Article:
Incredibly, the huge, broad back of a humpback suddenly curved out of the water, followed by a tail fluke. Then, even more thrillingly, a humpback calf breached beside the adult, right in front of us. It was absolutely bloody magical. We followed them from a safe distance for about 20 minutes, watching the calf breaching and slapping his tail fluke, while his mum swam alongside him, blowing spray up and slapping her tail into the water (lobtailing). She didn’t breach, but we saw enough of her body to determine that she was pretty enormous. It was incredible, and I felt so privileged to be there watching these majestic animals on part of their route to the cold waters of the Antarctic.

The afternoon and evening passed very pleasantly, with sundowners and football on the beach until it was really too dark to see the ball anymore – all fun and games until I got thrown in the sea in a frankly illegal tackle. We lit a bonfire on the beach while the braii got going, and whiled away a beautiful evening under an incredible starry sky, watching the shooting stars. One of the guys here is great on the guitar, so he played for us and we attempted to sing along, falling back onto old favourites that most of us knew most of the words to, like Don’t Look Back in Anger, Sitting On the Dock of the Bay and Under the Bridge. It was a really lovely evening, probably my happiest evening in Africa so far.

zavora-sunset

We were sitting round the fire in the dark, talking and listening to the guitar when a group of kids started creeping towards us, obviously thinking they were being super stealthy in the way that children think they are when in fact they’re making enough noise to wake the dead. Just as they got about 10ft away from us, Josh (MMF COO) suddenly leapt to his feet and chased them, roaring and growling at them as they ran shrieking into the darkness. It was the funniest thing I’ve ever seen. This happened a few more times, until we were all on our feet, tearing about chasing the kids around the beach in the pitch dark, pretending to be monsters and zombies each time they crept up on us. They were absolutely delighted – as were we.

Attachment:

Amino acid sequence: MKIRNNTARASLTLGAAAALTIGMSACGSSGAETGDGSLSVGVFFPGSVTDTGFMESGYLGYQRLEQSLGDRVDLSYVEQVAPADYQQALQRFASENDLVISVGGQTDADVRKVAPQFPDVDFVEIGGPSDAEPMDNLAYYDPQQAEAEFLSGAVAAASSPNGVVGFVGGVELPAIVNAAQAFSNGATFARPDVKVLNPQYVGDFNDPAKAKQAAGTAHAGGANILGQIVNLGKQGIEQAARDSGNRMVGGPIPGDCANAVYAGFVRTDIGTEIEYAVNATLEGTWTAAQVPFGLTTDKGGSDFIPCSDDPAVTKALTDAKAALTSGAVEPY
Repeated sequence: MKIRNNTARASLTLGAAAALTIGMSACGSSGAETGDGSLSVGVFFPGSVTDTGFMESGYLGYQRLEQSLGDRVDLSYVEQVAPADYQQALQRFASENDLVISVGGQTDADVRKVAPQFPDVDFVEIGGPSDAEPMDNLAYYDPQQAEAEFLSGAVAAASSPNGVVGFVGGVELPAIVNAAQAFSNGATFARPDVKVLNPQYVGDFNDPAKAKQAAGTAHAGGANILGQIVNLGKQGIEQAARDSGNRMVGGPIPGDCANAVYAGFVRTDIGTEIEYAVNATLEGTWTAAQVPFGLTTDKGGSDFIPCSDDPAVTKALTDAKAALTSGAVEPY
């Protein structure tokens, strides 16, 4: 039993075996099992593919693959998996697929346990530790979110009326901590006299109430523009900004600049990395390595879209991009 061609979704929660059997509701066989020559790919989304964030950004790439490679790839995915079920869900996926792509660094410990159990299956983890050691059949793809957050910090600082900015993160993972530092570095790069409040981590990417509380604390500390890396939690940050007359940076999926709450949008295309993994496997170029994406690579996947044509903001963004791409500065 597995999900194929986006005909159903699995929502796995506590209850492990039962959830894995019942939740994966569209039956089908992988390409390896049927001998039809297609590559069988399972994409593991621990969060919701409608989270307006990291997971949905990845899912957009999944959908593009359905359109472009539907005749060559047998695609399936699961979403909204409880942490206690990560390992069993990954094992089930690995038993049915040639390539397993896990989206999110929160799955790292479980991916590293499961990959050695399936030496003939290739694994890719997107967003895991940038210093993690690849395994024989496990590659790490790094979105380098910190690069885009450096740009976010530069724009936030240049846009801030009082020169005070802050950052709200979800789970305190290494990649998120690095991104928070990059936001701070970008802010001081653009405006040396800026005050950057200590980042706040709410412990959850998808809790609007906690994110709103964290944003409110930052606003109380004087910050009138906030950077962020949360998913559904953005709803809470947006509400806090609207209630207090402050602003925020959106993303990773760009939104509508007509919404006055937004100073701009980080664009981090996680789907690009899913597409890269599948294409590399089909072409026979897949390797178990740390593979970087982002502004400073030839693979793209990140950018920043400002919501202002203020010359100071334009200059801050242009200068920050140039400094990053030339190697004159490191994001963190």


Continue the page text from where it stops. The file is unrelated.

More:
The Open Water divers – me, Lauren, Caty and Fred – agreed that we probably wouldn’t bother diving the next day, as the vis had been so poor and we hadn’t seen anything that we’d hadn’t already seen in Tofo. Diving isn’t cheap, so to have paid for 2 dives and not seen much and with such bad visibility was a bit disappointing. However, over a braii (cooking an absolutely enormous tuna) and sundowners that evening the rest of the team persuaded us to try it once more. They had done a wreck dive and a deep dive, and had seen a manta ray, albeit fleetingly, and were keen to spot another one, so we agreed to come along.

AND OH MY WORD I’M SO GLAD WE DID.

Again we split into our two groups, but diving the same site, Area 51. We dropped the other group first, watching them do a negative entry beneath the waves. Then, as we were getting our equipment on, we saw a manta ray glide past our boat. Amazing. We couldn’t get in the water fast enough! We descended to a beautiful reef, with visibility as far as the eye could see. It was a very shallow dive, averaging about 10m depth, but there was so much to see that it didn’t matter at all. Plus, as it was so shallow the sunlight penetrated the reef to a degree that I hadn’t yet experienced, and the fish and reef seemed so much more colourful in the crystal clear waters. The dive leader pointed out lots of fish, including moray eels, lion fish, scorpion fish and angelfish.